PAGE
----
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Schneider v. Saul

United States District Court, N.D. Ohio, Eastern Division

July 16, 2019





         Plaintiff Beverly Schneider (“Plaintiff”) requests judicial review of the final decision of the Commissioner of Social Security Administration (“Defendant”) denying her application for disability insurance benefits (“DIB”) and supplemental security income (“SSI”). ECF Dkt. #1. In her brief on the merits, filed on December 3, 2018, Plaintiff asserts that the administrative law judge (“ALJ”) failed to give good reasons for not adopting the opinion of her treating physician, Dr. Nair, and failed to provide a residual functional capacity (“RFC”) that was supported by substantial evidence. ECF Dkt. #12. On March 15, 2019, Defendant filed a brief on the merits. ECF Dkt. #15.

         For the following reasons, the undersigned recommends that the Court AFFIRM the ALJ's decision and DISMISS Plaintiff's complaint in its entirety WITH PREJUDICE.


         On January 29, 2015, Plaintiff protectively filed an application for DIB alleging disability beginning November 20, 2012 due to degenerative disc disease, arthritis in back and knees, pinched nerves, bulging discs, sciatica, and problems associated with L4 and L5 vertebrae. ECF Dkt. #10 at 107-08, 244, 251, 308.[2] Plaintiff's application was denied initially and upon reconsideration. Id. at 133-38, 141-52. Following the denial of her application, Plaintiff requested an administrative hearing, and on November 9, 2016, ALJ Cheryl Rini conducted the hearing and accepted the testimony of Plaintiff, who was represented by counsel, and a vocational expert (“VE”). Id. at 29, 153. At this hearing, ALJ Rini suggested for Plaintiff to amended her alleged onset date to January 14, 2016, or her 50th birthday. Id. at 58, 283. Plaintiff subsequently amended her alleged onset date to January 14, 2016. Id. at 283-85. ALJ Rini did not render a decision because she left the Cleveland office, and, therefore, a second hearing was held on September 8, 2017 before a different ALJ, Judge Joseph Hajjar. Id. at 60; see ECF Dkt. #12 at 2. Plaintiff testified at this hearing, with counsel present, and a different VE also testified. Id. at 60-61. On November 14, 2017, the ALJ issued a decision denying Plaintiff's application for DIB and SSI. Id. at 10-23. Plaintiff requested a review of the hearing decision, and on November 14, 2016, the Appeals Council denied review. Id. at 1-4, 241-43.

         On July 16, 2018, Plaintiff filed the instant suit seeking review of the ALJ's decision. ECF Dkt. #1. On October 1, 2018, Defendant filed an answer. ECF Dkt. #9. Plaintiff filed a brief on the merits on December 3, 2018. ECF Dkt. #12. On March 15, 2019, Defendant filed a merits brief. ECF Dkt. #15.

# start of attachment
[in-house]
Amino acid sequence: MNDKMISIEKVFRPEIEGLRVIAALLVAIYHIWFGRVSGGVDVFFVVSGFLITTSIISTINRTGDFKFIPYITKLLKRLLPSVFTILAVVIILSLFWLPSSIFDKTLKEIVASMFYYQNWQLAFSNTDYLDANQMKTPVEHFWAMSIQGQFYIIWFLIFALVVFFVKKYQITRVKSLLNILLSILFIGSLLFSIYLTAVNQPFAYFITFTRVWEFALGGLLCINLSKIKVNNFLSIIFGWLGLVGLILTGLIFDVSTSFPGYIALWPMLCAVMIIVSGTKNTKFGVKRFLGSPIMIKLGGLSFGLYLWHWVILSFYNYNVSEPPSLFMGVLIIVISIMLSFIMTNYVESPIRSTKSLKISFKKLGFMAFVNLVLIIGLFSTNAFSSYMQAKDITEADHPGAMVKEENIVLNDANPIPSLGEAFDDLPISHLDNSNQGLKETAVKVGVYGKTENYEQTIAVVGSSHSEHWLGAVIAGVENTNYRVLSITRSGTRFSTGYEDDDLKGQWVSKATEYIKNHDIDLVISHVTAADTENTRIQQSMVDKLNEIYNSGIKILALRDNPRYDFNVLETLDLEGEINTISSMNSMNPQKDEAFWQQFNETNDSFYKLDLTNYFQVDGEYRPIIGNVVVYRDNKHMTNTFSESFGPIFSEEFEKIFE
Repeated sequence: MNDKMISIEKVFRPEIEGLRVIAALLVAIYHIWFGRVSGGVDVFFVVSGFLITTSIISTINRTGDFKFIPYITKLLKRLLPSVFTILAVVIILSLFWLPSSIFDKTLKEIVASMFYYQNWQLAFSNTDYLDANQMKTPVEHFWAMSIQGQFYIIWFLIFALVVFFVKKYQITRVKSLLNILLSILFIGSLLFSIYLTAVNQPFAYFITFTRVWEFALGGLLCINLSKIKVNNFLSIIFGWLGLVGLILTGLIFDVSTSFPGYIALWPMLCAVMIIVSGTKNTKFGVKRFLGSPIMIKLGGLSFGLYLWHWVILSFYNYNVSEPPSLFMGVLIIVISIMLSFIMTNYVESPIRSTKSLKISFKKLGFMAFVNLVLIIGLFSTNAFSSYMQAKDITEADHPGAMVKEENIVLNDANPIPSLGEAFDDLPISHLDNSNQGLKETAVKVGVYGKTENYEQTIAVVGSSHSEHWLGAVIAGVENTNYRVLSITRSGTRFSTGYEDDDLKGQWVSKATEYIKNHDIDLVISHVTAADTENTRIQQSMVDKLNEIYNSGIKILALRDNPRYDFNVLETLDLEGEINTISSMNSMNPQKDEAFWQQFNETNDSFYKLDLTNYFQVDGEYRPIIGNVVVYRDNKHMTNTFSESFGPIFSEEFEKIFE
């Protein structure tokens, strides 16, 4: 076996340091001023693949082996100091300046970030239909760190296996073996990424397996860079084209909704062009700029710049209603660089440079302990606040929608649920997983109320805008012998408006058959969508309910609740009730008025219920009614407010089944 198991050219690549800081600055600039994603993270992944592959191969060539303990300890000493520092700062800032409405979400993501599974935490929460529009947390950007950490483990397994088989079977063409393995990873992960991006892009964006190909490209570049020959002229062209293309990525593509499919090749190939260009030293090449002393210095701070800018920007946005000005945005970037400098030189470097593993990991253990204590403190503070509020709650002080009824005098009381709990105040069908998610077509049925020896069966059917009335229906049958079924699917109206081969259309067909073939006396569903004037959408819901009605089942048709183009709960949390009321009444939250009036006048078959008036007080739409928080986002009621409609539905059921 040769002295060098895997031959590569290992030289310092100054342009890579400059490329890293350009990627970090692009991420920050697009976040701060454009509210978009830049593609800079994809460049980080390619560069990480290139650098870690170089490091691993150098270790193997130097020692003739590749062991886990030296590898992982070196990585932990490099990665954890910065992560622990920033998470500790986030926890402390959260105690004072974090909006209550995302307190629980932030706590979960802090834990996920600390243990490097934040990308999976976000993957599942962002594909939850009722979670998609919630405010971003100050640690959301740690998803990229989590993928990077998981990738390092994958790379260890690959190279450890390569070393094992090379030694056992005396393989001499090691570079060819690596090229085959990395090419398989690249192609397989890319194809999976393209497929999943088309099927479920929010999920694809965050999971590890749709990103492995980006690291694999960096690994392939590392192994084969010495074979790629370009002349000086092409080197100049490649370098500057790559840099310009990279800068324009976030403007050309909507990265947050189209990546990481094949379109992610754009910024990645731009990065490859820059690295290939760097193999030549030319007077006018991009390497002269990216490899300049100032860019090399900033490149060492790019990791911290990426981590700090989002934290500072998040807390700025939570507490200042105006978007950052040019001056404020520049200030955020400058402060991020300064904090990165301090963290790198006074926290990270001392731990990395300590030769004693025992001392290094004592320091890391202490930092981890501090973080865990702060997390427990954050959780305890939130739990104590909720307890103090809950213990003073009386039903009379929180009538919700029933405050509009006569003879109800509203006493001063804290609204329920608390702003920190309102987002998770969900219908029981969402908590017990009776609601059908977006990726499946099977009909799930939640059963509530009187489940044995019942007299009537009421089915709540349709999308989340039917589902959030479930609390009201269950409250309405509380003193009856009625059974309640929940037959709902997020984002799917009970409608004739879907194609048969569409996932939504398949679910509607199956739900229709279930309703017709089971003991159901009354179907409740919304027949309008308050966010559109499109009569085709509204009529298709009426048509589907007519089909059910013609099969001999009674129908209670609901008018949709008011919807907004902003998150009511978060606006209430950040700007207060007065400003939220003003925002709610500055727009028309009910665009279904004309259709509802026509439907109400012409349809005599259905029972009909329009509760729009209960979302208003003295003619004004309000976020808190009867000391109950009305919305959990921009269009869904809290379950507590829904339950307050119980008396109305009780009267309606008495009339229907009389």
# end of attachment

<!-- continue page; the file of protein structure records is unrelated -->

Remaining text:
A. Medical Evidence

         Plaintiff's amended disability onset date is January 14, 2016. Tr. at 283. Her extensive medical history dates back to an MRI from June 2004 of her spine, showing severe L5 degenerative disc disease with bilateral L5 foraminal stenosis. Id. at 522-24.

         Plaintiff's physician-patient relationship with Dr. Priti Nair, M.D., began on January 3, 2011 when Plaintiff was referred with regard to lower back pain. Id. at 466. Plaintiff reported being treated primarily with narcotics and that her pain in the low back traveled down the posterolateral buttocks/thigh region to the calf bilaterally. Id. Throughout 2011 to 2016, Plaintiff continued consulting with Dr. Nair, reporting lower back pain and pain radiating into her lower extremities to which Dr. Nair treated with chronic narcotic pain medication. Id. at 355, 360, 365, 370, 375, 380, 385, 390, 395, 400, 405, 409, 414, 419, 424, 428, 431, 436, 438, 440-41, 443, 446, 448-58, 460-65, 480, 485, 491, 496, 501, 504, 509, 514, 526, 529, 532.

         On May 27, 2011, Plaintiff reported increased pain and rated it a 9 on a scale of 1 to 10 in the low back region. Id. at 460. Dr. Nair adjusted her medication, which Plaintiff reported in a July 26, 2011 follow up visit that the new dosage reduced her pain levels to a 2 on a scale of 1 to 10. Id. at 458, 460. Dr. Nair also reported that she was concerned that Plaintiff may have a substance abuse problem. Id. at 458, 460. On August 23, 2011, Plaintiff reported increased and intermittent sharp pain in her right lower extremity starting from the back down the posterior buttock and thigh region to the mid calf. Id. at 457. In October and November of 2011, she presented for follow-up visits, reporting pain scores of 4 and 3, respectively. Id. at 454-55.